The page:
February 24, 2016
“What can we, as ordinary citizens, do to keep the legislature and the governor from passing/signing house bill 554? It scares the heck out of me,” wrote Claudia from Eau Claire.
“I know that Kathleen will vote against this terrible bill, but no doubt against the odds,” Sarah wrote from Eau Claire.
The “terrible” bill was AB 554, a bill that would allow out-of-state private corporations to buy public water and sewer utilities. The bill would eliminate a required public referendum to approve the sale.
There is good news for all the folks who wrote asking me to oppose the bill.
Recently the Senate was set to vote on final passage of the bill. However, when time came for the vote, Majority Leader Fitzgerald asked that Assembly Bill 554 be returned to committee – a way to stop the bill.
He later told WisPolitics news service the bill was, “not going anywhere.”
Assembly Bill 554 caused many people to contact elected representatives. My office received 41 calls or letters in just two days. People also attended town hall meetings and researched what their legislators said about the issue.
“What was very telling about this privatization of public services is the New Jersey law passed just a few days ago,” wrote Telford from western Wisconsin. He attended a town hall meeting held by his senator and heard comments supporting the bill. He looked up the bill and found not only had the bill just passed in New Jersey but, in his words, “In the article are the same pro talking points my Senator used in the…listening session.”
WisPolitics described the efforts to get votes for the bill: “Senate Republicans had been working on an amendment to get members comfortable with the bill, but couldn’t reach a consensus.”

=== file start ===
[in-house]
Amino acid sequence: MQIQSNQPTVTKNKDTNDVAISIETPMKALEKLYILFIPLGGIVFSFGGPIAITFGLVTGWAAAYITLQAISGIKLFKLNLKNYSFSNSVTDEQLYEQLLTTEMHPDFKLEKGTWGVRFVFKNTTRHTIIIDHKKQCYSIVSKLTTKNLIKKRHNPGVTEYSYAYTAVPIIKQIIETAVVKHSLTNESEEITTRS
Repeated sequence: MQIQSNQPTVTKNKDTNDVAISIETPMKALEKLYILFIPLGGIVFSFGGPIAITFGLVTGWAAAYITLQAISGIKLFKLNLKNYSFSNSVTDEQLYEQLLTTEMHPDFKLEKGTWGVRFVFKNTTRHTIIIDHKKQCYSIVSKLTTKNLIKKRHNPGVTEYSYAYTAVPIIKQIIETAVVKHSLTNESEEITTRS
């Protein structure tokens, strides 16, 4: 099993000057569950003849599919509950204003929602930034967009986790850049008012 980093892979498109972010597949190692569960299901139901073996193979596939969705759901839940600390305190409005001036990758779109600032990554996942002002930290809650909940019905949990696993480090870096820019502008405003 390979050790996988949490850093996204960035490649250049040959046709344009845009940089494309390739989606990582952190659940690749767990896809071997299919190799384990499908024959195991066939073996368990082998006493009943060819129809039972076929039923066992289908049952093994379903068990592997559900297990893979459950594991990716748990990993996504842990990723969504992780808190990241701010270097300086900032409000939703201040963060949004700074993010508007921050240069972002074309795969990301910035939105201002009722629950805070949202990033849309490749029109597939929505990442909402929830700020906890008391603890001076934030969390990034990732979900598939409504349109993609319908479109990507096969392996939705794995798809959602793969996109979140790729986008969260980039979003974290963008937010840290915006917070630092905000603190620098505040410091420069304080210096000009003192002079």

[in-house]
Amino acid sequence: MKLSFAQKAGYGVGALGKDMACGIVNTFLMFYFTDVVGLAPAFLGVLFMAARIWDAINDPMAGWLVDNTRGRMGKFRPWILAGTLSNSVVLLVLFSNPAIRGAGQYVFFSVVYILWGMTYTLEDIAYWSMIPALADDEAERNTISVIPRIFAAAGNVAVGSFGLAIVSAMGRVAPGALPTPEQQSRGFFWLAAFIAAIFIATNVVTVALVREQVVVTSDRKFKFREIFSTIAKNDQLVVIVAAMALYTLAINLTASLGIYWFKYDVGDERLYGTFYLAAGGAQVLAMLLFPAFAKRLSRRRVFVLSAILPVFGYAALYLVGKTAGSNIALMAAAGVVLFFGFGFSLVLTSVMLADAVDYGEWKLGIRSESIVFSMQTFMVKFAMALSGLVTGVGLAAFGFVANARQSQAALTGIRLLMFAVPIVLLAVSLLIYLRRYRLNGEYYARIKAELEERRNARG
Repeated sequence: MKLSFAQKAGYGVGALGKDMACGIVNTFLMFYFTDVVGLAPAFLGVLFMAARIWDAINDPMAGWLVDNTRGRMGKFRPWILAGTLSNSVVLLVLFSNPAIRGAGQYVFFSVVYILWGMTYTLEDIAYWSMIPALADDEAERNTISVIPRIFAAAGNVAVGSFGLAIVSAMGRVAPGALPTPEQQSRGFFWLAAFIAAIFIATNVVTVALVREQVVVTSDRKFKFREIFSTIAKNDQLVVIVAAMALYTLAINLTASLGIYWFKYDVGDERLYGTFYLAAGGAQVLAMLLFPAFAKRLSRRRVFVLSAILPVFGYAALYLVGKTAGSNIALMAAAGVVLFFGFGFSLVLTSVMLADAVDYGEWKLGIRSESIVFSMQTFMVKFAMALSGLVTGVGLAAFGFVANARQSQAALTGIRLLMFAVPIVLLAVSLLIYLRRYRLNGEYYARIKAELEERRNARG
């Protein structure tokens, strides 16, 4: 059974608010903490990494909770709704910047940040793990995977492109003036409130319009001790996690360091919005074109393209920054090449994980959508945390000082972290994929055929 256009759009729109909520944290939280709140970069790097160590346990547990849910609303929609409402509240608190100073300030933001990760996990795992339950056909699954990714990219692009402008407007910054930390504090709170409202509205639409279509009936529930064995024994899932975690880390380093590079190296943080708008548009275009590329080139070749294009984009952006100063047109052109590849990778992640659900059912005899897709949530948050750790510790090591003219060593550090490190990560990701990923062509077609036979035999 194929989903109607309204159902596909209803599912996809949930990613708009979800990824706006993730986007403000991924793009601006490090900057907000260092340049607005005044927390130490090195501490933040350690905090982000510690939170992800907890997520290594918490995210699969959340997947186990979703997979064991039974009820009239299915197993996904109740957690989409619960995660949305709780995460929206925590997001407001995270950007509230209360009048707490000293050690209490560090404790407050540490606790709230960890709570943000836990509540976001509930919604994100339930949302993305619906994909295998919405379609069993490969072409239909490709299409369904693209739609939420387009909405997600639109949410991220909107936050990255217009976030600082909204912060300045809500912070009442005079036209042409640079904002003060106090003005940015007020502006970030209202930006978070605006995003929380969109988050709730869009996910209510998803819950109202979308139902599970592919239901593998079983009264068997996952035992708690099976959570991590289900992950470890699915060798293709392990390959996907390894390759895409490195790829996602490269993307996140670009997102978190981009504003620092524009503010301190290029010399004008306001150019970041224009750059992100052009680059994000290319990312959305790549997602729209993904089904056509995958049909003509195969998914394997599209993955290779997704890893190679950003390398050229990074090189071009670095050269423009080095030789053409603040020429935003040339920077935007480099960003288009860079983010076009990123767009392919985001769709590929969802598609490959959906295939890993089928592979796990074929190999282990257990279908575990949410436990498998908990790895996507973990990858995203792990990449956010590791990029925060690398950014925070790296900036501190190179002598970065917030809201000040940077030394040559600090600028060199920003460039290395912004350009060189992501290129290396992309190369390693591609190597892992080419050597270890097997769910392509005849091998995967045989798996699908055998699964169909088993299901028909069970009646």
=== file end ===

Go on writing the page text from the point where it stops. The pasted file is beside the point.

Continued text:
Good for Telford and everyone else who paid attention. You made a difference.
Speed and secrecy have plagued the Capitol in the last few months. Bills just introduced are rushed to committee hearings. Complete re-write of bills – called substitute amendments – are introduced just before a public hearing and those who came to testify wondered if their concern was addressed or not. Substitute amendments introduced just before a vote left lawmakers with no time to study the new bill before voting. An Assembly higher education committee voted on bills that had no public hearing. Some bills were voted out of committee just minutes after they had their first public hearing. Some Assembly bills voted on by the full Senate did not have a Senate committee vote.
In one day, 30 committees held public hearings. At least 254 bills passed the full Senate and/or the Assembly in just three days. To put this perspective, only 127 bills were enacted into law during the previous 13 months of this current two-year Legislative Session.
These bills needed public scrutiny. Some took away local powers – like the bill that would not allow counties to issue identification cards. Another took away local powers to protect tenants or set up historic districts. Bills eliminated natural resource protections including many changes to water and shoreland rules. Another repealed the state’s moratorium on new nuclear power plants. Some bills were aimed at elections, such as taking away special registration deputies and new on-line voter registration.
It’s no wonder people worry there is nothing they can do to slow things down. But there is – and people are acting in ways that make a real difference.
Recently two protests brought many first timers to the Capitol. A few weeks ago, Native American Wisconsinites protested the digging up of Native burial grounds. Shortly after the protest, the Assembly Speaker announced he had no plans to move the bill.
More recently, 20,000 Latinos and supporters descended on the Capitol opposing an anti-immigrant bill passed by the Assembly and the bill taking away counties’ ability to issue ID cards. The second bill is headed to the governor. But the first bill faces an uncertain future in the Senate.
So, whatever you do – write, call, attend a town hall, research a bill and tell the world – do it. In the words of Margaret Mead, “Never doubt that a small group of thoughtful committed citizens can change the world; indeed, it’s the only thing that ever has.”